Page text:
Lenovo has promoted Gianfranco Lanci, who joined the company in 2012 after a stint as CEO of rival PC maker Acer, to the newly created position of president as part of a broader realignment of its top management.
With his new job as president, Lanci is clearly the No. 2 executive at Lenovo behind Yuanqing Yang, who remains chairman and CEO.
The No. 1 seller of personal computers, which is based in China and has a headquarters in Morrisville, said the realignment announced Thursday was driven by acquisitions that it completed in the fall: the $2.91 billion purchase of Motorola Mobility from Google and the $2.1 billion purchase of a line of servers from IBM.
Lenovo, which boosted its Triangle workforce from 2,200 to 3,500 with the IBM deal, also restructured its organization last year. This year’s changes go into effect April 1.
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“April is the start of our fiscal year,” said Jay Parker, who is currently president of North American operations and is being promoted to senior vice president of the enterprise business, which includes servers and data storage systems. “With that usually comes some tweaks to our strategy as well as tweaks to our organization.”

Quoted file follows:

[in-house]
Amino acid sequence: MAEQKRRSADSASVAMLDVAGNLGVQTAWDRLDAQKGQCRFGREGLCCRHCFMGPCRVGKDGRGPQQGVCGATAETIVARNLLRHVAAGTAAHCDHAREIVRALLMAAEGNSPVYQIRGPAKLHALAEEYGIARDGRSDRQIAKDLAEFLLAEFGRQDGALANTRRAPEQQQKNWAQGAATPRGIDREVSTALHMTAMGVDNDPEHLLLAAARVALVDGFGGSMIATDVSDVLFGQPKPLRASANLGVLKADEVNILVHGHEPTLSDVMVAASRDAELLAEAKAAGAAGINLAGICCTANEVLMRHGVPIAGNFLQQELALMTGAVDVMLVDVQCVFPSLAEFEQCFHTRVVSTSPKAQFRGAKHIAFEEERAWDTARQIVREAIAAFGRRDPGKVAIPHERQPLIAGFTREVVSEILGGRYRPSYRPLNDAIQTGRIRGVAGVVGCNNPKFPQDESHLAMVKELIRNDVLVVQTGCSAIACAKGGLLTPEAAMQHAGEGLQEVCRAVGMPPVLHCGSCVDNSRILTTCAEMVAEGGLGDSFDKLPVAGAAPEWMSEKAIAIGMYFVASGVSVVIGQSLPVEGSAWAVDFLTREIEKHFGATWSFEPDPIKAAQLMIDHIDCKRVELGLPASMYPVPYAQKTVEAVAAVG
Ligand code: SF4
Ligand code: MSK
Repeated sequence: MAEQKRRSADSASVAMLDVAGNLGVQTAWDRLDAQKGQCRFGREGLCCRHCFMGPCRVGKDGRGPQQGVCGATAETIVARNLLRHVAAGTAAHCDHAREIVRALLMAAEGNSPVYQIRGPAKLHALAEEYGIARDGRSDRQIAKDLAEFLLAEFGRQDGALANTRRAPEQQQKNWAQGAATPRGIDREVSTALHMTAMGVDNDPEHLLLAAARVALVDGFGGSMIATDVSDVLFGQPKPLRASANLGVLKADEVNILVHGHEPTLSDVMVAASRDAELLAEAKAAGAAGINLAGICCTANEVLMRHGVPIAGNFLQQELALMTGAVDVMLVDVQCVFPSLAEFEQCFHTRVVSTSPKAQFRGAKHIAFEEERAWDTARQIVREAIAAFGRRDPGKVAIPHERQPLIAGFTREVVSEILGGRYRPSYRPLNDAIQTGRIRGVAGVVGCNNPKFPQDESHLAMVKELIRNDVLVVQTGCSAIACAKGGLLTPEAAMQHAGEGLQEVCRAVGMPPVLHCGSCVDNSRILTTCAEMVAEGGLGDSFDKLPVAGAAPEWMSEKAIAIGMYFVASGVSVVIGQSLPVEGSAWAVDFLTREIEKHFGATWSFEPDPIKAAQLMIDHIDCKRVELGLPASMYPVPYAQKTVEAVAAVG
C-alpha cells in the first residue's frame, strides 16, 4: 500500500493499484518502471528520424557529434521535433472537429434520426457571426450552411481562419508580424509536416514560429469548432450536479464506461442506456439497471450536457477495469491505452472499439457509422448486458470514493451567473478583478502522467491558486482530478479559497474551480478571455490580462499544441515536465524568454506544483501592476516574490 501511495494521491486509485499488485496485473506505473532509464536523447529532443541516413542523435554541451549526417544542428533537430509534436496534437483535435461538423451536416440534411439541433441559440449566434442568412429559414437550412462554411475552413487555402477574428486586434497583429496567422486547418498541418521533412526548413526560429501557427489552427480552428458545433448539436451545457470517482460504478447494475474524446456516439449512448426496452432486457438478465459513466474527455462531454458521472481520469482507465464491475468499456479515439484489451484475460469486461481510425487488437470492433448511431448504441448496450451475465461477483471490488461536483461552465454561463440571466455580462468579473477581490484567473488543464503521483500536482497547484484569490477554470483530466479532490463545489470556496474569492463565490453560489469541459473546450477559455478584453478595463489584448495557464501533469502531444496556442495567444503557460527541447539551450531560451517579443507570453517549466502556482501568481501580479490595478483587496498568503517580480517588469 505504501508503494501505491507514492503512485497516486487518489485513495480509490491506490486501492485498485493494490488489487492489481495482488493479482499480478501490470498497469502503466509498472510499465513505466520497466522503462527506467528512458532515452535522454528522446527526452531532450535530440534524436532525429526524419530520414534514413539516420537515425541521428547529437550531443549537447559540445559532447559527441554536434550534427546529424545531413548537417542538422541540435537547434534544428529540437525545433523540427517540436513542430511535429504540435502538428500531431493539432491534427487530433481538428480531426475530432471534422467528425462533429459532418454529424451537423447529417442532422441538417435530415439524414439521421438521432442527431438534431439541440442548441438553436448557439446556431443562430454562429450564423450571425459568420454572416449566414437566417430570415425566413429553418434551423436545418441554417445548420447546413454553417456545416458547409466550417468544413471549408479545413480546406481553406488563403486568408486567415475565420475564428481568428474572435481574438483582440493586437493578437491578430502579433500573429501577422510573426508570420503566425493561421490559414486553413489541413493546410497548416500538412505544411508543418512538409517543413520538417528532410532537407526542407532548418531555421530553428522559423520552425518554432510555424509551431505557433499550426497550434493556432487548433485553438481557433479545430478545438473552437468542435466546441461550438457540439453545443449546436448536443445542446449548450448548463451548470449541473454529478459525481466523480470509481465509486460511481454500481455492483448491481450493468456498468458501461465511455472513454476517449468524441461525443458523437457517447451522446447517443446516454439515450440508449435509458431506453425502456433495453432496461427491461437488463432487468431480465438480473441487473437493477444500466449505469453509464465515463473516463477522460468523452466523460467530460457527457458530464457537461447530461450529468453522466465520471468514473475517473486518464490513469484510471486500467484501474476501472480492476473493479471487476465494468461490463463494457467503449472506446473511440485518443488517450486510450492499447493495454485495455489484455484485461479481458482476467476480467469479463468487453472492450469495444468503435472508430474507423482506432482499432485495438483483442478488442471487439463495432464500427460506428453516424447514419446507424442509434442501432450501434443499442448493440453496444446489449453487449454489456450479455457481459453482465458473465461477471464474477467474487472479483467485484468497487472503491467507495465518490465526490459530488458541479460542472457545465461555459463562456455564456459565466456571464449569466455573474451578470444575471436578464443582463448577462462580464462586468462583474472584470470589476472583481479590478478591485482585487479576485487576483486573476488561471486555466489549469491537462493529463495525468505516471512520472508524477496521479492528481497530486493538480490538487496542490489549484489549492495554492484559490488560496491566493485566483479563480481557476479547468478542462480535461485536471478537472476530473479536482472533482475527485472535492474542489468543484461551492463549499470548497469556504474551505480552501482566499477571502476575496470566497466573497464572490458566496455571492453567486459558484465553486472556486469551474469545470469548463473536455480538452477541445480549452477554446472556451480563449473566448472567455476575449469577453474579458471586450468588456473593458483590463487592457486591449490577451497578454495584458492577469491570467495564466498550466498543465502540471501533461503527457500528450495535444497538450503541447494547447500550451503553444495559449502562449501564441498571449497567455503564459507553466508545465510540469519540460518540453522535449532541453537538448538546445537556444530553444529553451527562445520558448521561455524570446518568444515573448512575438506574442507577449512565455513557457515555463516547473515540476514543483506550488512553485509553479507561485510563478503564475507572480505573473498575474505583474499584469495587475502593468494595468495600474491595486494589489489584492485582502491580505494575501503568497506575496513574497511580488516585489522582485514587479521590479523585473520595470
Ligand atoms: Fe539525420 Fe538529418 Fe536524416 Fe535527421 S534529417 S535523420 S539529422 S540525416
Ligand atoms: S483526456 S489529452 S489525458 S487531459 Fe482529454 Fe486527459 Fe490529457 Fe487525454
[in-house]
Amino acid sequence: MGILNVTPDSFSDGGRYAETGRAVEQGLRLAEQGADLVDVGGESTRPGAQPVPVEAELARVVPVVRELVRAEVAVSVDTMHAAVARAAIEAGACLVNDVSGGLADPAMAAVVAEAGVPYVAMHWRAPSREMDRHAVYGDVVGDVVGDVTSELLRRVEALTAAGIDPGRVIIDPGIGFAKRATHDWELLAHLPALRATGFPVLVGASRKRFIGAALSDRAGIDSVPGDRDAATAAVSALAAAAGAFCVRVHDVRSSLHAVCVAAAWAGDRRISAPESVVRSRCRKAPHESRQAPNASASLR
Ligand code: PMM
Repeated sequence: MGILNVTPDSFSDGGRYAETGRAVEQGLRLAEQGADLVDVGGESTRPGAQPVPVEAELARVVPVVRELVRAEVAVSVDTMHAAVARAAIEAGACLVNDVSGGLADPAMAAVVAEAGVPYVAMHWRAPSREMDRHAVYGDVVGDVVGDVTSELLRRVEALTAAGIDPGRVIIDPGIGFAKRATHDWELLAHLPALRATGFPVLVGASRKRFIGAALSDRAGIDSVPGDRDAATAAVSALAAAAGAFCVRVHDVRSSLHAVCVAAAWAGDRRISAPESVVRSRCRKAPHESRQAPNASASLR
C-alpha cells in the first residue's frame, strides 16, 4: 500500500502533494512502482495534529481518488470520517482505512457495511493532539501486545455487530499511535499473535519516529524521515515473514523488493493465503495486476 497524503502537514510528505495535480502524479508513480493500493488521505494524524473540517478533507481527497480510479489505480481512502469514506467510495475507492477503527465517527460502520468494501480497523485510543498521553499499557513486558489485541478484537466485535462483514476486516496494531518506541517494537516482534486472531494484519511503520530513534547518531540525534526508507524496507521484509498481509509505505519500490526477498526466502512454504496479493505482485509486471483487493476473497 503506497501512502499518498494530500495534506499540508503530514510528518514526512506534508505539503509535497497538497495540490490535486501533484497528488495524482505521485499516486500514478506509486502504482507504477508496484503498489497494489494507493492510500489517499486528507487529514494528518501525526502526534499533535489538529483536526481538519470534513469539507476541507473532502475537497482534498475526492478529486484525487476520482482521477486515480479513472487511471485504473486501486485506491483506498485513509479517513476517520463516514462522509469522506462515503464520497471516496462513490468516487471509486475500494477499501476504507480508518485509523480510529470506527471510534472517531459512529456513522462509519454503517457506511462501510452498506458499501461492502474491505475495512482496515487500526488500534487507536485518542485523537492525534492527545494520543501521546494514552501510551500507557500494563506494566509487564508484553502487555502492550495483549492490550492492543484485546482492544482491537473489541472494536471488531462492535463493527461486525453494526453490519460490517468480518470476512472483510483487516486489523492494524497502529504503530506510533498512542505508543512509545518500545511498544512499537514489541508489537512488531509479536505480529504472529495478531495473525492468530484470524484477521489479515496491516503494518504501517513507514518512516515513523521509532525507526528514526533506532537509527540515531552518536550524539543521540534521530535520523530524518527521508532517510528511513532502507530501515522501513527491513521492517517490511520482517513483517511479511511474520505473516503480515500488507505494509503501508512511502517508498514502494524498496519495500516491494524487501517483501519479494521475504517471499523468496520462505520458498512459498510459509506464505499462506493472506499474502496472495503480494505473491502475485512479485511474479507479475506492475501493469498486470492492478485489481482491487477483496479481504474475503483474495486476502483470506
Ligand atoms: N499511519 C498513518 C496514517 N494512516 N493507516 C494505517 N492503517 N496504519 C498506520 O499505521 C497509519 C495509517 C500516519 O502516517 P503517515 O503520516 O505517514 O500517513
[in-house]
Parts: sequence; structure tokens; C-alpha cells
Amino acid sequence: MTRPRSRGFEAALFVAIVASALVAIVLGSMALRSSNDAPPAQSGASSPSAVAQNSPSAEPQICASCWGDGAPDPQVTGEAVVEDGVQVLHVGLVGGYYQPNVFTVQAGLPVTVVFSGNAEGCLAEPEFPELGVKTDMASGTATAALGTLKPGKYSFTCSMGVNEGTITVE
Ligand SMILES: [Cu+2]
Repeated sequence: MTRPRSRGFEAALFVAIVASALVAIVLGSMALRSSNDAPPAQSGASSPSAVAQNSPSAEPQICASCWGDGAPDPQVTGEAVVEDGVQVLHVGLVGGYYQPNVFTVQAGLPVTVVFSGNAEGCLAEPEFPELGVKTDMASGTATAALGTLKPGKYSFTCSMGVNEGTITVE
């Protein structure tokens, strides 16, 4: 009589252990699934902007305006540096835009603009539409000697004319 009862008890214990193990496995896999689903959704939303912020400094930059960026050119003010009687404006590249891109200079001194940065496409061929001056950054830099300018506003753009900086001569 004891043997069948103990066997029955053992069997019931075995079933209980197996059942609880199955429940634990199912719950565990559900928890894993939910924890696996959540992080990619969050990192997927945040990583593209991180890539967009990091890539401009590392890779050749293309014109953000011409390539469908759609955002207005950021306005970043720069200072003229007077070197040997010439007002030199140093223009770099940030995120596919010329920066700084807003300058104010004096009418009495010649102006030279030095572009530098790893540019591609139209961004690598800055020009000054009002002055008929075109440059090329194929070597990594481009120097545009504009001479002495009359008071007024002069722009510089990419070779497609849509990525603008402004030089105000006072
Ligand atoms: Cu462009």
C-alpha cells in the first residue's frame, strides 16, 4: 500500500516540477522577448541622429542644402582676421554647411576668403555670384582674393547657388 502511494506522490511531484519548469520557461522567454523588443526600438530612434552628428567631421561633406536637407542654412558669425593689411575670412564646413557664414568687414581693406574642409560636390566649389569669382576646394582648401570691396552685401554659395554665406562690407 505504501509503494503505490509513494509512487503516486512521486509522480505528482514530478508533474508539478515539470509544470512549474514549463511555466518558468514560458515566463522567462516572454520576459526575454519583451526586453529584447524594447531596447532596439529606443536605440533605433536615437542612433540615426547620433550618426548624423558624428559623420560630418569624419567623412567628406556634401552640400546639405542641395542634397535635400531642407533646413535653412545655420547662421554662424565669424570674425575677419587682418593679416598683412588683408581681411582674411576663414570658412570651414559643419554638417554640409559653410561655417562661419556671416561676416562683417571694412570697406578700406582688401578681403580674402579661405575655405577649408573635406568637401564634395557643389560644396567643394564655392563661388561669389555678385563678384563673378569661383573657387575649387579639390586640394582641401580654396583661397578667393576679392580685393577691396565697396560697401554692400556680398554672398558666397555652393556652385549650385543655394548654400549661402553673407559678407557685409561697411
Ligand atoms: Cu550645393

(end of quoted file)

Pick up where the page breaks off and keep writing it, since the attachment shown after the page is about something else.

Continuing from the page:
While Lenovo seeks a successor for Parker, Lanci will manage North American operations.
Lanci, who is retaining his current positions of chief operating officer and head of the PC business, will lead all of Lenovo’s sales and marketing efforts worldwide in his new role. He’ll also be in charge of key functions – such as product development, supply chain and manufacturing — for the enterprise business.
“He is running the company day-to-day for the businesses that make up the bulk of Lenovo’s revenue and profits,” Parker said.
Gerry Smith was named executive vice president and chief operating officer of the PC and enterprise businesses and will report to Lanci. Smith, who joined Lenovo in 2006 and today leads the enterprise business and the Americas region, will “have responsibility for harnessing growth and profitability for two core businesses that today account for more than 80 percent of total revenue,” Lenovo said in its announcement.
Parker will continue to be based in the Triangle, but will shift a few miles down the road from his Morrisville office to Research Triangle Park in his new role with the enterprise business. Lenovo added two office buildings when it acquired the IBM server business and is planning to move into a third that is still under construction.